Exercise hard, and harder, with combat sports
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In a dim, nondescript corner of the Blok M area in South Jakarta, a girl is going through an intense self-defense routine. In another corner, a few men are doing stretching moves.
The place, located in the parking lot tower of a shopping mall, is the dojo of the Syena Martial Arts Center. And these people were getting ready for a session of Krav Maga — a combat sport developed in Israel back in the 1930s and used by the Israeli military for years.
The sport has gained popularity in town among those wanting to stay in shape with added value — self- defense skills.
“Krav Maga is not a martial art. It is a self-defense system designed for ordinary people to survive a combat situation,” said Joe Ueno, a certified Krav Maga instructor with Self Defense Indonesia in the center.
Krav Maga — a mixed martial arts form that includes Brazilian Jiu-Jitsu, wrestling, judo, karate, Muay Thai and tae kwon do — focuses on real world situations and extremely efficient and brutal counter-attacks.
The sport’s founder, Hungarian-Israeli martial artist Imi Lichtenfeld who came from a boxing and wrestling background, created the self-defense system from street-fighting skills.
“Over the years, the Krav Maga has been developed outside Israel, in Canada, the US and Europe,” said Joe, who earned his Tactical Krav Maga Law Enforcement/Military Instructor certificate from the International Krav Maga College in Pattaya, Thailand, in 2007.
Joe, who has backgrounds in various martial arts like Brazilian Jiu-Jitsu, karate and tae kwon do, said that in the 1990s, defensive Krav Maga was developed for civilians in the US.
“It was developed as a civilian self-defense system. For the military, the nature of this skill is offensive,” he says.
“But since the training is for civilian, people who applied the skill for attacks or aggression would face legal prosecution. So they [US-based Krav Maga experts] modified the movement — no ground rules except survival.”
A person — both man and woman — can learn the skills in 20 hours of intense training, said Joe, who also gives martial arts training, including Krav Maga, to the Jakarta Police’s Gegana bomb squad and Detasemen A Pelopor detachment at Brimob (Mobile Brigade).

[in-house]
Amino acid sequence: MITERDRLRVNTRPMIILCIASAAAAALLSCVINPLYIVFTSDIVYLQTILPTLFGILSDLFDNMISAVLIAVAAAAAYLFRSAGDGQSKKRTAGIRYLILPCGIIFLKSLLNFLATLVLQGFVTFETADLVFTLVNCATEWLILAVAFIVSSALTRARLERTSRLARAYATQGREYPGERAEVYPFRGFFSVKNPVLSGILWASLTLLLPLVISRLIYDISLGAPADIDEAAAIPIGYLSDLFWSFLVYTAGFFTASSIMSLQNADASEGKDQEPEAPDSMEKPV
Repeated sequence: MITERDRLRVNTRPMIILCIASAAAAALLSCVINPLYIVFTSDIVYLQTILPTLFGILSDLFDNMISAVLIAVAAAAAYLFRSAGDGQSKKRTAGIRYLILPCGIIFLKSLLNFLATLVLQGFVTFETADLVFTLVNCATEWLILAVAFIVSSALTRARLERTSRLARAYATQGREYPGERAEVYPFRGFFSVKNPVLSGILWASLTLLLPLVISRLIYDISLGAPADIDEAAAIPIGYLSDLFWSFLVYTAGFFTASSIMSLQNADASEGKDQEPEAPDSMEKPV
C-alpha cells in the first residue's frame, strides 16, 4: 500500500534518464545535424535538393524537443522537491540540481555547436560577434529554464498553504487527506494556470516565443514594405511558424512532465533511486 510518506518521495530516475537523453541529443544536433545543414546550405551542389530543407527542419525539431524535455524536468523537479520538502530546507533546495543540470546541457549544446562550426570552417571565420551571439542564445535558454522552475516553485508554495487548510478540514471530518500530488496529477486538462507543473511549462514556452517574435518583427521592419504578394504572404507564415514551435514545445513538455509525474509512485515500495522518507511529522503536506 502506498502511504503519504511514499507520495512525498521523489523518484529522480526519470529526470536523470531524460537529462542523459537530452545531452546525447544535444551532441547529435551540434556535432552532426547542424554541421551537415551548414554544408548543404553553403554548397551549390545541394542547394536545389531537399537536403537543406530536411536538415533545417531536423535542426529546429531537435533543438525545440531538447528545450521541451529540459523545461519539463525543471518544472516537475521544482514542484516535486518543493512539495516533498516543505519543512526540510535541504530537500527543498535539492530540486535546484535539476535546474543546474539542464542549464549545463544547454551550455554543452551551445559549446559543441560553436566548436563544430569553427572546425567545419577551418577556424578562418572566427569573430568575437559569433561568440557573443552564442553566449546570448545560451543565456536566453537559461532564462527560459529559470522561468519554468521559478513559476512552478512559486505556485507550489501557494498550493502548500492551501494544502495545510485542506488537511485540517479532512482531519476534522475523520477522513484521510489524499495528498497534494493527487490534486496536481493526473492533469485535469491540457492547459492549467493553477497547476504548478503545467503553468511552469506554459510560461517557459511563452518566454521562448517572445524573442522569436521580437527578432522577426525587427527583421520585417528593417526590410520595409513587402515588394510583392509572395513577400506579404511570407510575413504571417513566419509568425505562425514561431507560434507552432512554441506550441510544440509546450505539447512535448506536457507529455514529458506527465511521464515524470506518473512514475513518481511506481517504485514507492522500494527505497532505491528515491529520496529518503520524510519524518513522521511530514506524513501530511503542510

“Krav Maga has a perfect syllabus to turn a person without any martial art skills into a ‘war machine’. Since it’s conceived for combative situations, a person with Krav Maga skill can handle any situation even if his or her weaponry, for example, is broken.”
Krav Maga offers the ability to counter attack quickly, targeting the body’s most vulnerable points like eyes, jaw, throat, ribs, groin, knee and armpits; neutralizing the opponent as quickly as possible by responding with a continuous, varied stream of counter attacks — high or low; and staying alert to your surroundings while dealing with immediate threat, looking for escape routes, more attackers or objects that could be used to defend
yourself or help attackers.
Krav Maga student of the Self Defense Indonesia, Faustine Gunawan, has been learning the skill for a year and found it an efficient defense against crime.
“Krav Maga is about whatever that works [to defend yourself from an attacker],” said Faustine, who is also the Syena gym’s owner. “At least, you’re aware and you know what to do if you face real danger on the street.”
Faustine, who is preparing to take Krav Maga instructor certification, shared tips for women to ensure safety.
“First, you have to be fit. Second, stay aware, don’t get drunk. Third, don’t walk alone. Fourth, mind your appearance and fifth, be smart and assertive,” said the woman, who is the country’s first woman with a blue belt from Indonesia’s Synergy Brazilian Jiu-jitsu (BJJ) and Mixed Martial Arts (MMA) Academy.
Spanning more than 1,000 square meters, Syena has attracted enthusiasts of all walks of life and nationalities since the gym opened its door in March last year and offered classes which are affiliated with bona fide martial arts academies.
Apart from Krav Maga, BJJ and MMA, Syena also offers Arnis [Filipino weapon-based fighting], boxing, capoeira, Kyokushin and Muay Thai classes.
In the health and fitness industry, which witnesses the booming of big mega-gyms, Muay Thai Boxing has also becoming one of gym members’ favorites.
“It’s popular because Muay Thai involves very active movements, punching and kicking. The exercise may also serve as some kind of stress reliever for our members,” said Gold’s Gym Indonesia marketing and promotion manager Angela Lovenia.
Ardy Ongko, fitness manager at the Gold’s Gym Indonesia at Mall of Indonesia in North Jakarta, did not specifically offer Muay Thai lesson as a martial art at the gym, which is equipped with a boxing ring.
“What we do is adapting basic movements from the martial art and put it as an intense exercise,” he said, adding that all trainers in the gym’s boxing division are all certified by Gold’s Gym Foundation.
The basic movements in the gym-versions of Muay Thai Boxing include punching [jab, cross, hook and uppercut], elbow, kicking and kneeing.
“Here, trainers will use pads, while members wear gear like hands wrap, boxing gloves and shorts. During training, members will do the punching and kicking at the pads. So, it’s all safe,” said Ardy.
The gym claims the Muay Thai session is a total body workout and may enhance flexibility, stamina, strength conditioning, speed, confidence and discipline. It will also develop self awareness, assertiveness, stress reduction and a positive attitude.
Ardy said one hour session of Muay Thai could burn up to 700 calories.
“It gives you an intense exercise that covers upper and lower body.”